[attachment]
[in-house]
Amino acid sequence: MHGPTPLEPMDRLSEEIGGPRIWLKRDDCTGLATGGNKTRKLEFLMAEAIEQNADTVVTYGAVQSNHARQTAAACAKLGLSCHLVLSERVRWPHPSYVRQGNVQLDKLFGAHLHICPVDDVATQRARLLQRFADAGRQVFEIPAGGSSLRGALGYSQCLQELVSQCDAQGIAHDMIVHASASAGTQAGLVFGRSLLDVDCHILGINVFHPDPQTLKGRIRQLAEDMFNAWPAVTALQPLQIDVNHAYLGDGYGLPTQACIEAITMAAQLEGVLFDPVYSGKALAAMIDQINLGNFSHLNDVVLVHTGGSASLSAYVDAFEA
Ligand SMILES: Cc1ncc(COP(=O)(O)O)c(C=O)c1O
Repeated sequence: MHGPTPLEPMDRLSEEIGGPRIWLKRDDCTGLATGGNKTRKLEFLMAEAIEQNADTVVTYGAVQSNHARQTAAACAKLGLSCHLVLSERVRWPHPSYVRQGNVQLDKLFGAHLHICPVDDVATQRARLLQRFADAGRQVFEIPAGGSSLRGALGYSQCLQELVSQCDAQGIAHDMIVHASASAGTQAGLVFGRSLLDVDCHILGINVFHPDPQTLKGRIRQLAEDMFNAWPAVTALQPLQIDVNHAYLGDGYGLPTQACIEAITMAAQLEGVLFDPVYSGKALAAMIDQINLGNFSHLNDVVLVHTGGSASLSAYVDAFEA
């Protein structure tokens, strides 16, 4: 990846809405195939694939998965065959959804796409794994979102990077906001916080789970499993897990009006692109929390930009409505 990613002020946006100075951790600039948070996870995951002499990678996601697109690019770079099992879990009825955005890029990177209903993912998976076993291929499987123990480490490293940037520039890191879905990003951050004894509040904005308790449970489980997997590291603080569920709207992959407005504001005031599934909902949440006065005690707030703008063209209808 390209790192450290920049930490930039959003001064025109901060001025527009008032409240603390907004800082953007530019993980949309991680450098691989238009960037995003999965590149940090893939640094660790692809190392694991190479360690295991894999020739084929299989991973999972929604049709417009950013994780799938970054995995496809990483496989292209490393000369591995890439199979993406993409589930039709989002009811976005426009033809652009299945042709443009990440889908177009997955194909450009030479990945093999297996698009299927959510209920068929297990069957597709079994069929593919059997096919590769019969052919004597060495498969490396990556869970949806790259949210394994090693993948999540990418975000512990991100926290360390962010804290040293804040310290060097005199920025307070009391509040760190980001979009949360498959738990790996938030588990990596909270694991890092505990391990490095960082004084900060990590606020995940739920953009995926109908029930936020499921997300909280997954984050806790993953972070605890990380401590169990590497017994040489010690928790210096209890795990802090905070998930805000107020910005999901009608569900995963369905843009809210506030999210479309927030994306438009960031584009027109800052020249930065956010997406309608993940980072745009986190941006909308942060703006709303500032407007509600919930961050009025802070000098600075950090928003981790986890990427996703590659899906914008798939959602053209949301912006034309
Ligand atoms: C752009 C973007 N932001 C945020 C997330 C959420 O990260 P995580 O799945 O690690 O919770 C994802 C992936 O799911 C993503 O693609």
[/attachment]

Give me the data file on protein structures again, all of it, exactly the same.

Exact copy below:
[in-house]
Amino acid sequence: MHGPTPLEPMDRLSEEIGGPRIWLKRDDCTGLATGGNKTRKLEFLMAEAIEQNADTVVTYGAVQSNHARQTAAACAKLGLSCHLVLSERVRWPHPSYVRQGNVQLDKLFGAHLHICPVDDVATQRARLLQRFADAGRQVFEIPAGGSSLRGALGYSQCLQELVSQCDAQGIAHDMIVHASASAGTQAGLVFGRSLLDVDCHILGINVFHPDPQTLKGRIRQLAEDMFNAWPAVTALQPLQIDVNHAYLGDGYGLPTQACIEAITMAAQLEGVLFDPVYSGKALAAMIDQINLGNFSHLNDVVLVHTGGSASLSAYVDAFEA
Ligand SMILES: Cc1ncc(COP(=O)(O)O)c(C=O)c1O
Repeated sequence: MHGPTPLEPMDRLSEEIGGPRIWLKRDDCTGLATGGNKTRKLEFLMAEAIEQNADTVVTYGAVQSNHARQTAAACAKLGLSCHLVLSERVRWPHPSYVRQGNVQLDKLFGAHLHICPVDDVATQRARLLQRFADAGRQVFEIPAGGSSLRGALGYSQCLQELVSQCDAQGIAHDMIVHASASAGTQAGLVFGRSLLDVDCHILGINVFHPDPQTLKGRIRQLAEDMFNAWPAVTALQPLQIDVNHAYLGDGYGLPTQACIEAITMAAQLEGVLFDPVYSGKALAAMIDQINLGNFSHLNDVVLVHTGGSASLSAYVDAFEA
């Protein structure tokens, strides 16, 4: 990846809405195939694939998965065959959804796409794994979102990077906001916080789970499993897990009006692109929390930009409505 990613002020946006100075951790600039948070996870995951002499990678996601697109690019770079099992879990009825955005890029990177209903993912998976076993291929499987123990480490490293940037520039890191879905990003951050004894509040904005308790449970489980997997590291603080569920709207992959407005504001005031599934909902949440006065005690707030703008063209209808 390209790192450290920049930490930039959003001064025109901060001025527009008032409240603390907004800082953007530019993980949309991680450098691989238009960037995003999965590149940090893939640094660790692809190392694991190479360690295991894999020739084929299989991973999972929604049709417009950013994780799938970054995995496809990483496989292209490393000369591995890439199979993406993409589930039709989002009811976005426009033809652009299945042709443009990440889908177009997955194909450009030479990945093999297996698009299927959510209920068929297990069957597709079994069929593919059997096919590769019969052919004597060495498969490396990556869970949806790259949210394994090693993948999540990418975000512990991100926290360390962010804290040293804040310290060097005199920025307070009391509040760190980001979009949360498959738990790996938030588990990596909270694991890092505990391990490095960082004084900060990590606020995940739920953009995926109908029930936020499921997300909280997954984050806790993953972070605890990380401590169990590497017994040489010690928790210096209890795990802090905070998930805000107020910005999901009608569900995963369905843009809210506030999210479309927030994306438009960031584009027109800052020249930065956010997406309608993940980072745009986190941006909308942060703006709303500032407007509600919930961050009025802070000098600075950090928003981790986890990427996703590659899906914008798939959602053209949301912006034309
Ligand atoms: C752009 C973007 N932001 C945020 C997330 C959420 O990260 P995580 O799945 O690690 O919770 C994802 C992936 O799911 C993503 O693609």